When I was an adolescent, bursting with adolescent wanderlust and adolescent appetites – but adolescently deficient in cash and mechanized transportation – I discovered, to my delight, that the range of my explorations was increasing. I suppose the rate of change was a factor of, and roughly proportional to, the length of my legs’ adolescent growth spurt – but, at the time, it simply meant freedom.
For about a quarter, I could buy an entire loaf of dark pumpernickel, unsliced, which – if torn, or bitten, off judiciously – could fuel a few extra miles of aimless wandering. I rarely had a destination because the world was new, and wandering was its own reward.
In some ways, I still feel that way about travel -- although I’m considerably less interested in pursuing long-distance expeditions on foot. My distance from adolescence is much greater than my behavior would suggest.
On one of these trips, at the end of a long uphill grade, I came upon a sort of luncheonette.
There was no thought of going in, of course. That would have required actual cash.
However, perpendicular to the luncheonette’s front wall -- hence clearly visible to me, all the way up the hill toward it – was a long red vertical sign board. In yellow letters, out-lined in black (for better visibility and the barest suggestion of substantial three-dimensionality), was a partial listing of the offerings on their menu.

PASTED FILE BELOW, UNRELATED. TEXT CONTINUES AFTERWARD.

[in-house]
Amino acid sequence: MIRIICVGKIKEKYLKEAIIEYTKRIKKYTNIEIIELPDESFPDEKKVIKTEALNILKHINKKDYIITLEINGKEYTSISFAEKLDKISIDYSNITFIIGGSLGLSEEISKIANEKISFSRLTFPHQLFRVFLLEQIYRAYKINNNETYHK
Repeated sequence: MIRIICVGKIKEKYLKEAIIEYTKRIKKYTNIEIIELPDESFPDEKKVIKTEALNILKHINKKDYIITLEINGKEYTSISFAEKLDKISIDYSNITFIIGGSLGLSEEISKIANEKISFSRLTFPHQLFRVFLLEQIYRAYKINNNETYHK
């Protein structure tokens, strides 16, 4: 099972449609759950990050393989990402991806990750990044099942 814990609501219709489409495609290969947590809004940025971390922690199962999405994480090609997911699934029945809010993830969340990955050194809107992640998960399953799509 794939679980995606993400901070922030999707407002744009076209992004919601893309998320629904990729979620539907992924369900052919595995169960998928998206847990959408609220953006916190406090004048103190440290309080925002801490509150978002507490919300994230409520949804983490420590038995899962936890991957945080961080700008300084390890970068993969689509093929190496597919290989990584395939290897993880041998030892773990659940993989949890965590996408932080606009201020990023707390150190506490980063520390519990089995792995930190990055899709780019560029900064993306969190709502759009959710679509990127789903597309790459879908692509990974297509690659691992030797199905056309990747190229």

Being adolescent, and hungry, and penniless, I lingered over the seductive names of each and every dish. Had I possessed the wherewithal, I could have easily eaten my way down the entire list, but one item in particular kept me staring at the sign.
You must understand that this was long before semiotics was even imagined – and, even if it existed, there’s no way this ambulatory stomach would have known enough about Derrida and Barthes to have been distracted by it. A sign was merely a sign, signifying no more, nor less, than the words it bore.
Still, the sign held me with a strange power.
I think that power was pure ignorance, amplified by hunger. My eyes never wandered from something near the bottom of the sign. They were only two enigmatic words, but they were enough to stop me in my proverbial tracks.
Just “Pastrami” and “Sand” -- just the two words.
What could they mean? I was vaguely aware that pastrami was some kind of cured meat, ‘though I’d never tasted it. It was the “sand” that puzzled me.
Was sand somehow involved in the curing process?
Was “pastrami” a mere adjective to “sand’s” noun?
Did “sand” refer to some obscure mode of preparation?
Was “pastrami sand” a pile of cured meat, minced exceeding fine, like dust, an incomparably delicate and airy essence of pure meat flavor? There was nothing to suggest its degree of opulence or unattainability – yet, in my mind, this was a dish so exquisite that I could never even imagine being given the chance to taste it.
A galantine of peacock, stuffed with ortolans, and garnished with lark’s tongues, would be coarse peasant food compared with the dish that existed only in my adolescent fantasy.
Of course, no reality can compare with the magically indistinct dreams that only the naïve can conjure. Even today -- when prosaic experience knows that the sign listed only a plebian sandwich, and that some sign-painter’s lack of foresight left not enough room for even an explanatory period -- even today, I long to have intimate knowledge of that ethereal dish of pastrami sand.